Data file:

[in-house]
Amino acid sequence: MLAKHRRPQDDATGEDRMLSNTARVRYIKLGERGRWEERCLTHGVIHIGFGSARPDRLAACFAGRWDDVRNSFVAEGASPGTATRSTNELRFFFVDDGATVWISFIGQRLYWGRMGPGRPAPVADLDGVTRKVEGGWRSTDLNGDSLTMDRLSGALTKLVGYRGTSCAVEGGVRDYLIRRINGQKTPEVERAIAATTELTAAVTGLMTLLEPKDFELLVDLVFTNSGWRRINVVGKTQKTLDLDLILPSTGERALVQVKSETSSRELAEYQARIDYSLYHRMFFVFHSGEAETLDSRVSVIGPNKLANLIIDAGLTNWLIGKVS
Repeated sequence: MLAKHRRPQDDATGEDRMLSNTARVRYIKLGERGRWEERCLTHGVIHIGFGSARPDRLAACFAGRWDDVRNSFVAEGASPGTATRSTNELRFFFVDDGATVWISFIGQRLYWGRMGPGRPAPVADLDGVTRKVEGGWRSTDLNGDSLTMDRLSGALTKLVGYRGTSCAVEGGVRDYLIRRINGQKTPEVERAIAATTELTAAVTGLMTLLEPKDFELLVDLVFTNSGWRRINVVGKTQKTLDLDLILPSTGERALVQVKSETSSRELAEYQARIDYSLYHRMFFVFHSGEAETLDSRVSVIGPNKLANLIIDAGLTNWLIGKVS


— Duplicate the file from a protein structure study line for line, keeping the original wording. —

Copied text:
[in-house]
Amino acid sequence: MLAKHRRPQDDATGEDRMLSNTARVRYIKLGERGRWEERCLTHGVIHIGFGSARPDRLAACFAGRWDDVRNSFVAEGASPGTATRSTNELRFFFVDDGATVWISFIGQRLYWGRMGPGRPAPVADLDGVTRKVEGGWRSTDLNGDSLTMDRLSGALTKLVGYRGTSCAVEGGVRDYLIRRINGQKTPEVERAIAATTELTAAVTGLMTLLEPKDFELLVDLVFTNSGWRRINVVGKTQKTLDLDLILPSTGERALVQVKSETSSRELAEYQARIDYSLYHRMFFVFHSGEAETLDSRVSVIGPNKLANLIIDAGLTNWLIGKVS
Repeated sequence: MLAKHRRPQDDATGEDRMLSNTARVRYIKLGERGRWEERCLTHGVIHIGFGSARPDRLAACFAGRWDDVRNSFVAEGASPGTATRSTNELRFFFVDDGATVWISFIGQRLYWGRMGPGRPAPVADLDGVTRKVEGGWRSTDLNGDSLTMDRLSGALTKLVGYRGTSCAVEGGVRDYLIRRINGQKTPEVERAIAATTELTAAVTGLMTLLEPKDFELLVDLVFTNSGWRRINVVGKTQKTLDLDLILPSTGERALVQVKSETSSRELAEYQARIDYSLYHRMFFVFHSGEAETLDSRVSVIGPNKLANLIIDAGLTNWLIGKVS